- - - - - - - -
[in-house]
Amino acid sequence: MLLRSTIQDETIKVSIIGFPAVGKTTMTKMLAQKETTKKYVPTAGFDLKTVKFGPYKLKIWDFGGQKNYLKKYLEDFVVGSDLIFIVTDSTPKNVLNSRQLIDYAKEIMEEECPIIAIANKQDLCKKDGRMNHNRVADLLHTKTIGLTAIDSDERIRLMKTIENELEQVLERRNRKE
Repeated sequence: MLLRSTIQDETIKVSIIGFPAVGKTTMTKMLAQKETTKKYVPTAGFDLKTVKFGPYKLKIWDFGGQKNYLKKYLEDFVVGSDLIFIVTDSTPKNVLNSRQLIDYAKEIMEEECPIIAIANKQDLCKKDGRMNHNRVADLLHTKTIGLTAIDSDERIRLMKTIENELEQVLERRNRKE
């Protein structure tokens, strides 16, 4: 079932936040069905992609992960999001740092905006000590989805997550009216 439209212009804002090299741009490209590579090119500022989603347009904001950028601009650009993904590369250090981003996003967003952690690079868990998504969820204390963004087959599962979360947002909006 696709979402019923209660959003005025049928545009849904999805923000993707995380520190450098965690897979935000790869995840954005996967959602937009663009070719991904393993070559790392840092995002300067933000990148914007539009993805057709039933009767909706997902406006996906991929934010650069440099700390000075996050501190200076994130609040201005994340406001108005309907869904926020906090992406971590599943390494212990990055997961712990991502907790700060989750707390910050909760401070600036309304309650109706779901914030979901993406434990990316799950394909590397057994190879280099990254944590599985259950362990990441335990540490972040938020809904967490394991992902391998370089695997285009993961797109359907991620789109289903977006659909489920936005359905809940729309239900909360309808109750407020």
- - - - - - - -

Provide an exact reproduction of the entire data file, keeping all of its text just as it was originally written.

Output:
[in-house]
Amino acid sequence: MLLRSTIQDETIKVSIIGFPAVGKTTMTKMLAQKETTKKYVPTAGFDLKTVKFGPYKLKIWDFGGQKNYLKKYLEDFVVGSDLIFIVTDSTPKNVLNSRQLIDYAKEIMEEECPIIAIANKQDLCKKDGRMNHNRVADLLHTKTIGLTAIDSDERIRLMKTIENELEQVLERRNRKE
Repeated sequence: MLLRSTIQDETIKVSIIGFPAVGKTTMTKMLAQKETTKKYVPTAGFDLKTVKFGPYKLKIWDFGGQKNYLKKYLEDFVVGSDLIFIVTDSTPKNVLNSRQLIDYAKEIMEEECPIIAIANKQDLCKKDGRMNHNRVADLLHTKTIGLTAIDSDERIRLMKTIENELEQVLERRNRKE
């Protein structure tokens, strides 16, 4: 079932936040069905992609992960999001740092905006000590989805997550009216 439209212009804002090299741009490209590579090119500022989603347009904001950028601009650009993904590369250090981003996003967003952690690079868990998504969820204390963004087959599962979360947002909006 696709979402019923209660959003005025049928545009849904999805923000993707995380520190450098965690897979935000790869995840954005996967959602937009663009070719991904393993070559790392840092995002300067933000990148914007539009993805057709039933009767909706997902406006996906991929934010650069440099700390000075996050501190200076994130609040201005994340406001108005309907869904926020906090992406971590599943390494212990990055997961712990991502907790700060989750707390910050909760401070600036309304309650109706779901914030979901993406434990990316799950394909590397057994190879280099990254944590599985259950362990990441335990540490972040938020809904967490394991992902391998370089695997285009993961797109359907991620789109289903977006659909489920936005359905809940729309239900909360309808109750407020």